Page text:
You should also try to maintain consistent hydration throughout your day, rather than loading on the water intake right before bed. If you drink a lot of fluids before bed, you are more likely to get up once or maybe more throughout the night to use the bathroom, further hindering both your sleep quantity and quality. If you are extremely thirsty but not hungry, opt for sports drinks containing sodium to help promote hydration and reduce the rate of urine production overnight.

Stay away from alcohol, caffeine, and nicotine - especially in the afternoon and evening - to give yourself the best shot at a nice, deep sleep.3,4

High Performance Sleep Strategies

It is worth noting that we recommend obtaining these sleep-enhancing nutrients from foods first as opposed to fixating on supplementation. All of the foods listed above have many other essential nutrients, and many also contain gut-beneficial fiber or beneficial fats that are necessary for a well-rounded diet.

In combination with the nutrition considerations above, here are some other sleep hygiene strategies for your nightly consideration:

  • Stick to a schedule: try going to bed and waking up at the same times each day.
  • Create your own sleep routine that puts you in a relaxed state, ready for bed. Warm baths/showers, herbal tea, gentle yoga, stretching, or reading a physical book are all great ways to set the mind at ease.
  • Avoid bright lights and screen time for 2+ hours before heading to bed to encourage melatonin production. Use blue light-blocking glasses in the evenings if screen time is necessary.
  • Make sure your room is as dark as possible. Cover up lights from electronics and invest in black out shades to block the light from outside.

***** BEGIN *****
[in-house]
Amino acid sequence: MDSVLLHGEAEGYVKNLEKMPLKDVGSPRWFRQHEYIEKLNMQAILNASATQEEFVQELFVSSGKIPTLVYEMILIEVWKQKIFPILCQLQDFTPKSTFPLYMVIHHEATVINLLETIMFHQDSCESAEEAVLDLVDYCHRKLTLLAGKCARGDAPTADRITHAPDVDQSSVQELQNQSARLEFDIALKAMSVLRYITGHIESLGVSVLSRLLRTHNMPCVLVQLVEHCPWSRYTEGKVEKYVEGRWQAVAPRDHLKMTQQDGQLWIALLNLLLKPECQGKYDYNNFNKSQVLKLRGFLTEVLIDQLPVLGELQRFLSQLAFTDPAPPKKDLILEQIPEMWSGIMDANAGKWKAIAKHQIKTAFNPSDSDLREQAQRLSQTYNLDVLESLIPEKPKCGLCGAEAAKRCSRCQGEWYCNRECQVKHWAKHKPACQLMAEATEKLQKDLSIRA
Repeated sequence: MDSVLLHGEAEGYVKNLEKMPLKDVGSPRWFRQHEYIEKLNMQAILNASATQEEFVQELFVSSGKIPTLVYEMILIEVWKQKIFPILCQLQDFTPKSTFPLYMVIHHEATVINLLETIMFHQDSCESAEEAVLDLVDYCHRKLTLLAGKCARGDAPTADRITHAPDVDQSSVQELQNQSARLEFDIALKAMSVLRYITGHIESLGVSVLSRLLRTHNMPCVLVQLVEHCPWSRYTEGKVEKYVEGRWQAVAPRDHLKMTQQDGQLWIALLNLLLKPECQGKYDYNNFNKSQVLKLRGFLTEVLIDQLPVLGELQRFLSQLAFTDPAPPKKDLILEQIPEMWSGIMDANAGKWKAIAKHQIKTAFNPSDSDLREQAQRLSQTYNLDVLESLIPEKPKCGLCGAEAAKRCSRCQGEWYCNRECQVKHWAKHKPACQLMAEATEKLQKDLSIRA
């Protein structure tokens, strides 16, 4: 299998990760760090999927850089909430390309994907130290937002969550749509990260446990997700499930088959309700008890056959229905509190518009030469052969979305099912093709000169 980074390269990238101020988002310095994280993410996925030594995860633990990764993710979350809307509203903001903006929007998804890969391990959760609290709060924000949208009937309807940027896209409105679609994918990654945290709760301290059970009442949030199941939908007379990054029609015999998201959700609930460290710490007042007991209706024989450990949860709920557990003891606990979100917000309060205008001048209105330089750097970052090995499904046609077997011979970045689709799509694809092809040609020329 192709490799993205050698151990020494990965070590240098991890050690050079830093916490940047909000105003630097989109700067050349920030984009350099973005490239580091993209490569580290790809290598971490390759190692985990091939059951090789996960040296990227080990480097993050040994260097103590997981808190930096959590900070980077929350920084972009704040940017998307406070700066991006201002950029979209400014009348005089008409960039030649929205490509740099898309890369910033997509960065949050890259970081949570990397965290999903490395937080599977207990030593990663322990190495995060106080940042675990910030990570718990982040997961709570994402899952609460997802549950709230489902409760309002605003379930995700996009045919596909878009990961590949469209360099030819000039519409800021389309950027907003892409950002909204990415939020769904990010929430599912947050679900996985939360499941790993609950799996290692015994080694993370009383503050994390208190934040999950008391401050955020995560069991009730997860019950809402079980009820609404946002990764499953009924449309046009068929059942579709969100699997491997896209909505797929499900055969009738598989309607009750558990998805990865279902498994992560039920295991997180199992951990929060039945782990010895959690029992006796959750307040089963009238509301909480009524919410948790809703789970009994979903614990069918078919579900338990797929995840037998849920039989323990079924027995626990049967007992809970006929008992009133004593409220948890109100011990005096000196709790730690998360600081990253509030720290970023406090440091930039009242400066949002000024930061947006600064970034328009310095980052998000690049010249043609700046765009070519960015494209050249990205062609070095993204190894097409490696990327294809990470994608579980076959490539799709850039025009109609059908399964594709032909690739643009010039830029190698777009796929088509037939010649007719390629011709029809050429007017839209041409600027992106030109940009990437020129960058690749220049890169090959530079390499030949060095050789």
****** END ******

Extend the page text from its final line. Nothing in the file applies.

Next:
• Check in with yourself: are you comfortable? Invest in a quality mattress, pillows, and blankets.
  • Try using a weighted blanket.
  • Consider meeting with a mental health counselor or partaking in a sleep study if you consistently have poor sleep.


  1. Doherty R, Madigan S, Warrington G, Ellis J. Sleep and Nutrition Interactions: Implications for Athletes. Nutrients. 2019;11(4):822. Published 2019 Apr 11. doi:10.3390/nu11040822
  2. Mason L, Connolly J, Devenney LE, Lacey K, O'Donovan J, Doherty R. Sleep, Nutrition, and Injury Risk in Adolescent Athletes: A Narrative Review. Nutrients. 2023;15(24):5101. Published 2023 Dec 13. doi:10.3390/nu15245101
  3. Pattnaik H, Mir M, Boike S, Kashyap R, Khan SA, Surani S. Nutritional Elements in Sleep. Cureus. 2022;14(12):e32803. Published 2022 Dec 21. doi:10.7759/cureus.32803
  4. Sejbuk M, Mirończuk-Chodakowska I, Witkowska AM. Sleep Quality: A Narrative Review on Nutrition, Stimulants, and Physical Activity as Important Factors. Nutrients. 2022;14(9):1912. Published 2022 May 2. doi:10.3390/nu14091912
  5. Zuraikat FM, Wood RA, Barragán R, St-Onge MP. Sleep and Diet: Mounting Evidence of a Cyclical Relationship. Annu Rev Nutr. 2021;41:309-332. doi:10.1146/annurev-nutr-120420-021719
  6. Gratwicke M, Miles KH, Pyne DB, Pumpa KL, Clark B. Nutritional Interventions to Improve Sleep in Team-Sport Athletes: A Narrative Review. Nutrients. 2021;13(5):1586. Published 2021 May 10. doi:10.3390/nu13051586
  7. Binks H, E Vincent G, Gupta C, Irwin C, Khalesi S. Effects of Diet on Sleep: A Narrative Review. Nutrients. 2020;12(4):936. Published 2020 Mar 27. doi:10.3390/nu12040936
  8. Kerksick CM, Arent S, Schoenfeld BJ, et al. International society of sports nutrition position stand: nutrient timing. J Int Soc Sports Nutr. 2017;14:33. Published 2017 Aug 29. doi:10.1186/s12970-017-0189-4
  9. Saito H, Cherasse Y, Suzuki R, Mitarai M, Ueda F, Urade Y. Zinc-rich oysters as well as zinc-yeast- and astaxanthin-enriched food improved sleep efficiency and sleep onset in a randomized controlled trial of healthy individuals. Mol Nutr Food Res. 2017;61(5):10.1002/mnfr.201600882. doi:10.1002/mnfr.201600882